This line of argument features greatly on many of the Facebook bedroom tax sites.  There are many 3 bed ‘parlour houses’ as they are known which is 3 bedrooms and a second living room or ‘parlour’ and so many social landlords have already apparently said these are 4 bed houses for bedroom tax purposes, and even with the tenancy agreement stating they are 3 bed houses!  This specific issue has led to tenants rightly in my view stating social landlords are complicit in the bedroom tax.

And if wish to be confused some more this makes these 3 bed / 7.5 person properties!! Yet does it?  What if the smallest bedroom IS less than 70 square feet is it a bedroom?  This reveals (again) the absurdity of the bedroom tax theory when I remind you again the reduction kicks in when one there is one BEDROOM more than needed and not one ROOM.  The same 3 bed parlour house could see a single parent with a ten-year old daughter and eleven year old son be deemed not subject to the bedroom tax by one HB officer in London but see the Waltons deemed to have a 14% cut in their HB by another in Liverpool! There is that much subjectivity in the guidance and that can’t be right!

Rip it up and start again, I say rip it up and start again…I hope to God you’re not as dumb as you make out- for some reason, that old song from the 80s by Orange Juice.  Yes it can apply to my mistake above (which bizarrely could still be valid that the Waltons only need a 2 bed house!) but far more so to the coalition and this dog’s breakfast of a policy.

 

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16 thoughts on “Bedroom Tax – overcrowding more illegalities and perversities

  1. Dawn Willis January 29, 2013 at 1:21 pm Reply
  2. Debbie Price January 29, 2013 at 1:49 pm Reply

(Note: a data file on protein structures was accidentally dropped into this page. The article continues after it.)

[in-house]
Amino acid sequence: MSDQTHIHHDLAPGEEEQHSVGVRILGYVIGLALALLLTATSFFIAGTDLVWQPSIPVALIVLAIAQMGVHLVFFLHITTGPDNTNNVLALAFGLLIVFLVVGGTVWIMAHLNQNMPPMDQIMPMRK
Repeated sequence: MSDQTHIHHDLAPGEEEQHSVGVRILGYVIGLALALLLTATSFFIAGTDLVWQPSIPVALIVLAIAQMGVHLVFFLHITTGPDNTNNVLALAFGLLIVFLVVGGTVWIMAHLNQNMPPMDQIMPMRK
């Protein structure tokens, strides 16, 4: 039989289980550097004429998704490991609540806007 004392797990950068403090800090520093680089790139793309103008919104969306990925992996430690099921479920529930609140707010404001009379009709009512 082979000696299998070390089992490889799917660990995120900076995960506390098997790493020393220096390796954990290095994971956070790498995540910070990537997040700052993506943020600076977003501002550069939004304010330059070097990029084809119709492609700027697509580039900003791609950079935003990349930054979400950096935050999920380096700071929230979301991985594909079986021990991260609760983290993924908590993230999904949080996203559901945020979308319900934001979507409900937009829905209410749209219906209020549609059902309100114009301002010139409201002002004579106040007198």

Hi. i’ve spent a long time this morning reaing most of the posts. Clearly there is a case to be made on bedroom size, for many. And hopefully, many people will challenge this. That could mean printing off the posts and sending them to your Council or HA. Who may well have not looked at the impact of the bedroom tax. I would like to make a few points on other situations though, regarding the Bedroom Tax. and many do need clarification and are there any legal challenges that can be made?? My own circumstances are, that I am 56. I have lived in my 3 double bedroom HA house for over 21 years. Have spent a lot of money on my HOME and garden. I am now Disabled. 95% bed bound and I am Bipolar. My house has been adapted for my needs and I have just had an OT assessment for a stair lift. One of the ‘critea’ to be exempt is to have had ‘significant’ adaptations. It’s difficult to find information about that, but I believe, it means for a wheelchair user?? Where does that leave the rest of us? Having to pay the BT, that’s where. Also, an overnight, resident carer?? How many nights?? Well, WHO decides that? If it’s social services, You are stuffed. They have a high critea, that doesn’t take many peoples circumstances into consideration. So, yet again, that leaves you having to pay the BT. I’m not moving to a 1 bed flat!! I have animals so need my garden. They are all I have and my reason for waking up in the morning. What would I be expected to do with them? Have them put to sleep?? i’d be following them in a wooden box, for sure. THEREFORE, I WOULD need A 1 BED. ADAPTED bUNGALOW. There aren’t any. I have a support network of neighbours. I have my carers, who come in every day. I could never cope mentally with moving. I cannot afford to move. Buy new carpets, decorating, etc. Or, even do any packing. Where is the protection for people with mental health issues? Many people have already committed suicide. And, I fear there will be MANY more, before this Government are finished. People simply cannot cope. it’s the poorest and most vunerable, that are being attacked. surely, someone, somewhere must be able to help us?? It must be against our Human Rights?? But we don’t know where to turn for help. Yes, we belong to facebook groups, for support and advice. But feel helpless. We are told to get a Lodger. Absolutely, NO WAY, could I contemplate that. Then there is the DHP. apply for that. Councils are making up their own rules and how to implement it. A high critea to get it. AND it’s only short term. That, ‘pot’ will eventually run dry!! So, then what?? Back to square one, IF, you manage to get it in the first place. I, DO NOT want to move. And, why should I?? Is it my fault that Thatcher wanted people to buy their council homes. That new properties havn’t been built?? NO, it isn’t. So, why should I be made to suffer?? Be put through all the anquish and stress. Of this, totally, unworkable policy. ALSO, something that hardly gets touched upon, is the fact that people will be paying different amounts. DEPENDING on where they live in the country. Someone in the South will have to pay more, because, rents are higher. Than, someone in the North. For the same size property. at the end of the day, we all get the same rate in benefits. So, HOW is that fair?? I’ve contacted a few Human Rights lawyers. they all say the same. They can’t take on the Government and the cost would be huge. So, they have us, ‘over a barrell’!!